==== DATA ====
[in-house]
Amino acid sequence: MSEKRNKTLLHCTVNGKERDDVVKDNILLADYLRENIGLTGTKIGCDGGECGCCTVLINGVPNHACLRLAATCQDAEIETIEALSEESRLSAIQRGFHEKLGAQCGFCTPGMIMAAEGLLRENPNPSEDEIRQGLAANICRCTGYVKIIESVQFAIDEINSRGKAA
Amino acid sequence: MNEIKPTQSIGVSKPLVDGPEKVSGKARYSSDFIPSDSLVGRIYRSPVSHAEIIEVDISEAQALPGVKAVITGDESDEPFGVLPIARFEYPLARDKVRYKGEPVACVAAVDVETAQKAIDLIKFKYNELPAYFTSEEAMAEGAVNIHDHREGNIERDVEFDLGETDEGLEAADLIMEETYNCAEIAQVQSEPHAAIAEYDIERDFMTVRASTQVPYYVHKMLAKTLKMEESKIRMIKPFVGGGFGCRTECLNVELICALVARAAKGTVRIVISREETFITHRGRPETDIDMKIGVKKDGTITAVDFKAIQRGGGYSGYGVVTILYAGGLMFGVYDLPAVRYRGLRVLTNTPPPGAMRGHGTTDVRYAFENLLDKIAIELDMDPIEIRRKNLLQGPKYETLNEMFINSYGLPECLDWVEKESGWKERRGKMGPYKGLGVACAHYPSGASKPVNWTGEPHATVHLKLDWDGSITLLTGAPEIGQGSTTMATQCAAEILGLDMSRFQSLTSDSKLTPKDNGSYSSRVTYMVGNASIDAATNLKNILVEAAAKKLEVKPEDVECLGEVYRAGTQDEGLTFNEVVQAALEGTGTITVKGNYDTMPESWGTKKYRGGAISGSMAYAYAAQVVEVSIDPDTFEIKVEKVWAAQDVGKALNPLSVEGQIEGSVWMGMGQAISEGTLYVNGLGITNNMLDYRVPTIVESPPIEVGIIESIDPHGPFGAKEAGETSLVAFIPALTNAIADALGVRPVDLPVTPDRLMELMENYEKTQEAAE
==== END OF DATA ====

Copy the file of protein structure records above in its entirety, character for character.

[in-house]
Amino acid sequence: MSEKRNKTLLHCTVNGKERDDVVKDNILLADYLRENIGLTGTKIGCDGGECGCCTVLINGVPNHACLRLAATCQDAEIETIEALSEESRLSAIQRGFHEKLGAQCGFCTPGMIMAAEGLLRENPNPSEDEIRQGLAANICRCTGYVKIIESVQFAIDEINSRGKAA
Amino acid sequence: MNEIKPTQSIGVSKPLVDGPEKVSGKARYSSDFIPSDSLVGRIYRSPVSHAEIIEVDISEAQALPGVKAVITGDESDEPFGVLPIARFEYPLARDKVRYKGEPVACVAAVDVETAQKAIDLIKFKYNELPAYFTSEEAMAEGAVNIHDHREGNIERDVEFDLGETDEGLEAADLIMEETYNCAEIAQVQSEPHAAIAEYDIERDFMTVRASTQVPYYVHKMLAKTLKMEESKIRMIKPFVGGGFGCRTECLNVELICALVARAAKGTVRIVISREETFITHRGRPETDIDMKIGVKKDGTITAVDFKAIQRGGGYSGYGVVTILYAGGLMFGVYDLPAVRYRGLRVLTNTPPPGAMRGHGTTDVRYAFENLLDKIAIELDMDPIEIRRKNLLQGPKYETLNEMFINSYGLPECLDWVEKESGWKERRGKMGPYKGLGVACAHYPSGASKPVNWTGEPHATVHLKLDWDGSITLLTGAPEIGQGSTTMATQCAAEILGLDMSRFQSLTSDSKLTPKDNGSYSSRVTYMVGNASIDAATNLKNILVEAAAKKLEVKPEDVECLGEVYRAGTQDEGLTFNEVVQAALEGTGTITVKGNYDTMPESWGTKKYRGGAISGSMAYAYAAQVVEVSIDPDTFEIKVEKVWAAQDVGKALNPLSVEGQIEGSVWMGMGQAISEGTLYVNGLGITNNMLDYRVPTIVESPPIEVGIIESIDPHGPFGAKEAGETSLVAFIPALTNAIADALGVRPVDLPVTPDRLMELMENYEKTQEAAE